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All posts by Beverley Miles

Beverley is a Senior Learning Designer in the Faculty of Business & Economics. She is passionate about students as partners, research-enriched teaching, widening participation, program design, blended learning, and non-traditional multimodal learning activities and assessment. Outside of campus, she can be found with her adorable furbaby, Jubes, running in the quiet dawn hours, drinking copious amounts of tea, and watching/reading the latest scifi offering.

Reminder: Add the Active Learning Platform (ALP) block

An important reminder for all S1 2018 unit convenors

/ 31 January, 2018

All Aboard: Auto-tutorial groups

Nightmares about iLearn Groups are about to become a thing of the past

/ 31 January, 2018

Are you ready for Session 1?

Your go-to checklist for iTeach, iLearn, Unit Guide actions for S1, 2018

/ 31 January, 2018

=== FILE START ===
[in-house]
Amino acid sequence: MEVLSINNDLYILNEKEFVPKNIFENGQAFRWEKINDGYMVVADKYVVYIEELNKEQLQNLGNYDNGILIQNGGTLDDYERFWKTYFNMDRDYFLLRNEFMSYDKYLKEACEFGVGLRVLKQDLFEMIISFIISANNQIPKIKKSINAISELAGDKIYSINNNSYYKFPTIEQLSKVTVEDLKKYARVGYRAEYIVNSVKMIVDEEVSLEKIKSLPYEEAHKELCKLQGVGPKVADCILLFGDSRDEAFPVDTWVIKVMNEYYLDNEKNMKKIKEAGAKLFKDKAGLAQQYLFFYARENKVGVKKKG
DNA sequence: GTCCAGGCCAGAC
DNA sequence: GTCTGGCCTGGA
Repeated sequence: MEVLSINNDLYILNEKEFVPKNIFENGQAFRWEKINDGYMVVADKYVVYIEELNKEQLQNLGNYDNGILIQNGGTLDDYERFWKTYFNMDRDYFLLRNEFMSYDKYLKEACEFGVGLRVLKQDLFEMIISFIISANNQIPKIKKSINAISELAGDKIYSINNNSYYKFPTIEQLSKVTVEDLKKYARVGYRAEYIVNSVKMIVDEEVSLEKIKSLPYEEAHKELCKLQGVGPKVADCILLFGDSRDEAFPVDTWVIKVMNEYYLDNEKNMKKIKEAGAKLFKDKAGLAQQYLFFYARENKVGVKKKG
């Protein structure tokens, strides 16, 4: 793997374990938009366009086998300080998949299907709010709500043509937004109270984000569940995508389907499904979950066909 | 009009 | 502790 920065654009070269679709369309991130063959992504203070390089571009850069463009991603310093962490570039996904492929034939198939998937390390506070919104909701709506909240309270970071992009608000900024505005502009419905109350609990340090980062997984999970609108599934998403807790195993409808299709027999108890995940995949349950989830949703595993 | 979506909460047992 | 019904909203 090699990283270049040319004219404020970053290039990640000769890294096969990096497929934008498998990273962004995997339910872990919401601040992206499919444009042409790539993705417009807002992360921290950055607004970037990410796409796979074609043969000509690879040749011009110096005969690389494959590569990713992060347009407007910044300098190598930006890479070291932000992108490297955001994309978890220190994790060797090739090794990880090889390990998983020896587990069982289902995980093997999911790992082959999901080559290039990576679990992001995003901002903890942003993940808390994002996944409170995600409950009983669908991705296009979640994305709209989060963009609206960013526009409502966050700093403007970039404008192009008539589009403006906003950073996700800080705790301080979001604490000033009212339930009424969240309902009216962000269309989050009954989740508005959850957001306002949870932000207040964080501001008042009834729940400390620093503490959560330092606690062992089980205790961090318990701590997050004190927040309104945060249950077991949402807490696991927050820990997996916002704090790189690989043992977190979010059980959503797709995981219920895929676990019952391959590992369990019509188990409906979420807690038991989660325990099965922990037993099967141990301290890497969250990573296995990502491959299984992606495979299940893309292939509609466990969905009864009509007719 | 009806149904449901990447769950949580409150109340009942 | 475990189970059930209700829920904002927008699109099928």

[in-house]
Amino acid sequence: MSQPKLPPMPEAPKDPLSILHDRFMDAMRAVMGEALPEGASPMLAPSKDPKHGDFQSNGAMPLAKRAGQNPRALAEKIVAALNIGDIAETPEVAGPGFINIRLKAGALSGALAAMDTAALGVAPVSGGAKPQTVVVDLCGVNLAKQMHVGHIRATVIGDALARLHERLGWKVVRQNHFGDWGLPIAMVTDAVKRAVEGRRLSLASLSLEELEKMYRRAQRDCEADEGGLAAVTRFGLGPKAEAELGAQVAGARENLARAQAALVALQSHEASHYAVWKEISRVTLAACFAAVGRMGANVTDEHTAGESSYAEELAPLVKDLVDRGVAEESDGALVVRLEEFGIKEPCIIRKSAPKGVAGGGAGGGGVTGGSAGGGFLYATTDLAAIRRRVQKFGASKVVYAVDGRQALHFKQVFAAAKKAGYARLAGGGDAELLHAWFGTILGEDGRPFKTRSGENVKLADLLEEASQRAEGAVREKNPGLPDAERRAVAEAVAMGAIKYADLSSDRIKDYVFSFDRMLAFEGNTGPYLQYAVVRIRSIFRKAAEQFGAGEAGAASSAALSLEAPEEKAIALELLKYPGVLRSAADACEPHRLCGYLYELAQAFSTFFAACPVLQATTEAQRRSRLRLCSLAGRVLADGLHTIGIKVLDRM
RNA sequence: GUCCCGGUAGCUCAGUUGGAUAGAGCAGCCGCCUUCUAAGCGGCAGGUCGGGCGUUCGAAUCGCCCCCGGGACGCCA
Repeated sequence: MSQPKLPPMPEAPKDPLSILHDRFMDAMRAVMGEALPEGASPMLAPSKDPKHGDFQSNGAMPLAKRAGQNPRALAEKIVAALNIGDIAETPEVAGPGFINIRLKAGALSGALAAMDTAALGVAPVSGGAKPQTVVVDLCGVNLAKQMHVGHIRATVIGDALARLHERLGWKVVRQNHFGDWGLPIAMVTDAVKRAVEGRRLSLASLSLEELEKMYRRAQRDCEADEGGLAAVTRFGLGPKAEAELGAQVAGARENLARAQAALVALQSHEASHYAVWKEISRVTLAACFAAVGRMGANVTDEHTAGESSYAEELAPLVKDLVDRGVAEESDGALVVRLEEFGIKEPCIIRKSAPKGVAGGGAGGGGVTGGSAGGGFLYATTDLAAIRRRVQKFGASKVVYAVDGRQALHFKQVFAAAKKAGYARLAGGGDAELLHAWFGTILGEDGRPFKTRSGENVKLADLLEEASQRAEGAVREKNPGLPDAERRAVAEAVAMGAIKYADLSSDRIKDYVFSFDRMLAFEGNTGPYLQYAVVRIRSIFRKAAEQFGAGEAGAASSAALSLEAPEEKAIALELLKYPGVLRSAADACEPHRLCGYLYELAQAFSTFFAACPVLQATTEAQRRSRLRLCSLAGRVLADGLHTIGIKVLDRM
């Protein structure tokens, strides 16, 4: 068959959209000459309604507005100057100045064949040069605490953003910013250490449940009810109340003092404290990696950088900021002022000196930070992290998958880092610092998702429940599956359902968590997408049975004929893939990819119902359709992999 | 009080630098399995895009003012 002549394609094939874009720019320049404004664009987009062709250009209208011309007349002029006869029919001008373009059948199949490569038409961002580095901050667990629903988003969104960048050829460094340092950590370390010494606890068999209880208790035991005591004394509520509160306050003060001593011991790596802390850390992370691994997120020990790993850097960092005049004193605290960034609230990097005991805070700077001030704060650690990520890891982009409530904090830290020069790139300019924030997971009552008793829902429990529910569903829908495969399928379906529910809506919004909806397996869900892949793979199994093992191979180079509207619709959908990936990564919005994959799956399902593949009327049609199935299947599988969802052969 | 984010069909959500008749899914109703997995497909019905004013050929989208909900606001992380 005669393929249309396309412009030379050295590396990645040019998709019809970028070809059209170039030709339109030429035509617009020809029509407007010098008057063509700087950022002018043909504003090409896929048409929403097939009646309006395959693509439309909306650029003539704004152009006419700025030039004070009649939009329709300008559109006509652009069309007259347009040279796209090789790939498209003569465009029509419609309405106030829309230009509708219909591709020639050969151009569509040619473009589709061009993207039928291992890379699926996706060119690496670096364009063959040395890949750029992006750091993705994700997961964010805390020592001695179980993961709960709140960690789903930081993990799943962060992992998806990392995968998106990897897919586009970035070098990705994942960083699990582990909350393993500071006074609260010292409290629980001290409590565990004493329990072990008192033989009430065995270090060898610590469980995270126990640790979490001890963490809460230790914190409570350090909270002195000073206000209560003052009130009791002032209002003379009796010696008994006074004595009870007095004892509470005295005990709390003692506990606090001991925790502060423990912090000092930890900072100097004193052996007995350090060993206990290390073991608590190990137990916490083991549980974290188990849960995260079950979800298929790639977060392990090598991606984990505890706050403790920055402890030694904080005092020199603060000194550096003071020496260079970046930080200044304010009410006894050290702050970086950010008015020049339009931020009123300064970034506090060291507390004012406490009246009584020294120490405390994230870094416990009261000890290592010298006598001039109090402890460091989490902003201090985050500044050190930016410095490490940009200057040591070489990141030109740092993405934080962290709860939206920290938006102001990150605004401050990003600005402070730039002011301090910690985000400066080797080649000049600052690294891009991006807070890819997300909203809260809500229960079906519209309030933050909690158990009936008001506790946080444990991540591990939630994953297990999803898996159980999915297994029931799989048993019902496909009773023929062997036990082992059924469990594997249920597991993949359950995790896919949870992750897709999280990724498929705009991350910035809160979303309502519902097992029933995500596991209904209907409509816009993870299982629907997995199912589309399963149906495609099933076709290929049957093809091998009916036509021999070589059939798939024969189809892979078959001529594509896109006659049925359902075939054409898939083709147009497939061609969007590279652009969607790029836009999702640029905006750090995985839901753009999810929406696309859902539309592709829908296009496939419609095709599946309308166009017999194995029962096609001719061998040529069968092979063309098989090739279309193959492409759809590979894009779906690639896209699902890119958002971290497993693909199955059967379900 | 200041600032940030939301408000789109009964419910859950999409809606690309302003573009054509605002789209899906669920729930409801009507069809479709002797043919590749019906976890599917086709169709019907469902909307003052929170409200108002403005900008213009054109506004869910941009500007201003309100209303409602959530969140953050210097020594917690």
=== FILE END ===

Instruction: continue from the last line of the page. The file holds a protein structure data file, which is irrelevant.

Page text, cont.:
Active Learning: Special FLTC Recap

The Special FLTC Meeting on Thursday 12th October, open to all staff in the faculty, explored our big blue sky ideas for active learning in the curriculum.

/ 25 October, 2017

iLearn. Sigh. #justaskbev

There is no type of rubric I have not mastered – a standard (weighted) rubric, a custom rubric, or a qualitative rubric! I am, however, completely confounded by the fact that my rubric is never attached to assignments in the Feedback...

/ 14 September, 2017
Headshot of Beverley Miles, with caption 'just ask Bev'

iLearn. Sigh. #justaskbev

Dear Bev, I go to great lengths to give my students critical concise feedback on their assessments. I follow the university’s evidence-based procedure (examples). I just don’t see any sign that my students are reading the feedback I give them, let alone addressing...

/ 14 September, 2017

EdTech Spotlight: VoiceThread

VoiceThread is an interactive collaboration and sharing tool that enables users to add images, documents, and videos to which other users can add voice, text, audio file or video comments – all asynchronously.

/ 17 August, 2017

Meet your Peer Review of Teaching Leaders

Peer Review of Teaching promotes a culture of ongoing reflection and communication amongst academics, leading to quality enhancement in learning and teaching (Sachs & Parsell, 2014).

/ 11 August, 2017